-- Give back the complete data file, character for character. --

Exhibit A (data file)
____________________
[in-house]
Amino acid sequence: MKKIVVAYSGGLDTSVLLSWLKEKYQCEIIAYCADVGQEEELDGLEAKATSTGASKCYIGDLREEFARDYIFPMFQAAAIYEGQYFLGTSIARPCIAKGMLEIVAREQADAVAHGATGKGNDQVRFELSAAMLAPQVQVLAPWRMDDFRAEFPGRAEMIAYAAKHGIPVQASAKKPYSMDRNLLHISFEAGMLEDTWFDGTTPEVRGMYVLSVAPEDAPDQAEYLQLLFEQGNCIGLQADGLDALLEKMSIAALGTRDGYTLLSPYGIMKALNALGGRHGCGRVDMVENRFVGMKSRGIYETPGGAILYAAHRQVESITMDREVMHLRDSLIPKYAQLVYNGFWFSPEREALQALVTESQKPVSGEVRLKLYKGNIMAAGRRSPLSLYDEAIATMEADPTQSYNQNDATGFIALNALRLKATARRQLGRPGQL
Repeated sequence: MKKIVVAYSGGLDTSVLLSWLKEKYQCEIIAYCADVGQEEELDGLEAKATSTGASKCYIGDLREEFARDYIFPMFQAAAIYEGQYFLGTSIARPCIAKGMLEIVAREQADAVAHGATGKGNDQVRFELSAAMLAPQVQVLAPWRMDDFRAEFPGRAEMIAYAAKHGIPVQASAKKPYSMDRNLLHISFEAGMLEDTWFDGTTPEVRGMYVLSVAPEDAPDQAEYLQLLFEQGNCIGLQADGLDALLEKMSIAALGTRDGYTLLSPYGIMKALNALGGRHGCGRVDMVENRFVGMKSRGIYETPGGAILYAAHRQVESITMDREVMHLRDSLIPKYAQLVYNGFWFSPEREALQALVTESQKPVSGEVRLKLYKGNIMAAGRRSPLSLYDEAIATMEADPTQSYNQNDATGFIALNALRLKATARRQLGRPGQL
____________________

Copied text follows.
[in-house]
Amino acid sequence: MKKIVVAYSGGLDTSVLLSWLKEKYQCEIIAYCADVGQEEELDGLEAKATSTGASKCYIGDLREEFARDYIFPMFQAAAIYEGQYFLGTSIARPCIAKGMLEIVAREQADAVAHGATGKGNDQVRFELSAAMLAPQVQVLAPWRMDDFRAEFPGRAEMIAYAAKHGIPVQASAKKPYSMDRNLLHISFEAGMLEDTWFDGTTPEVRGMYVLSVAPEDAPDQAEYLQLLFEQGNCIGLQADGLDALLEKMSIAALGTRDGYTLLSPYGIMKALNALGGRHGCGRVDMVENRFVGMKSRGIYETPGGAILYAAHRQVESITMDREVMHLRDSLIPKYAQLVYNGFWFSPEREALQALVTESQKPVSGEVRLKLYKGNIMAAGRRSPLSLYDEAIATMEADPTQSYNQNDATGFIALNALRLKATARRQLGRPGQL
Repeated sequence: MKKIVVAYSGGLDTSVLLSWLKEKYQCEIIAYCADVGQEEELDGLEAKATSTGASKCYIGDLREEFARDYIFPMFQAAAIYEGQYFLGTSIARPCIAKGMLEIVAREQADAVAHGATGKGNDQVRFELSAAMLAPQVQVLAPWRMDDFRAEFPGRAEMIAYAAKHGIPVQASAKKPYSMDRNLLHISFEAGMLEDTWFDGTTPEVRGMYVLSVAPEDAPDQAEYLQLLFEQGNCIGLQADGLDALLEKMSIAALGTRDGYTLLSPYGIMKALNALGGRHGCGRVDMVENRFVGMKSRGIYETPGGAILYAAHRQVESITMDREVMHLRDSLIPKYAQLVYNGFWFSPEREALQALVTESQKPVSGEVRLKLYKGNIMAAGRRSPLSLYDEAIATMEADPTQSYNQNDATGFIALNALRLKATARRQLGRPGQL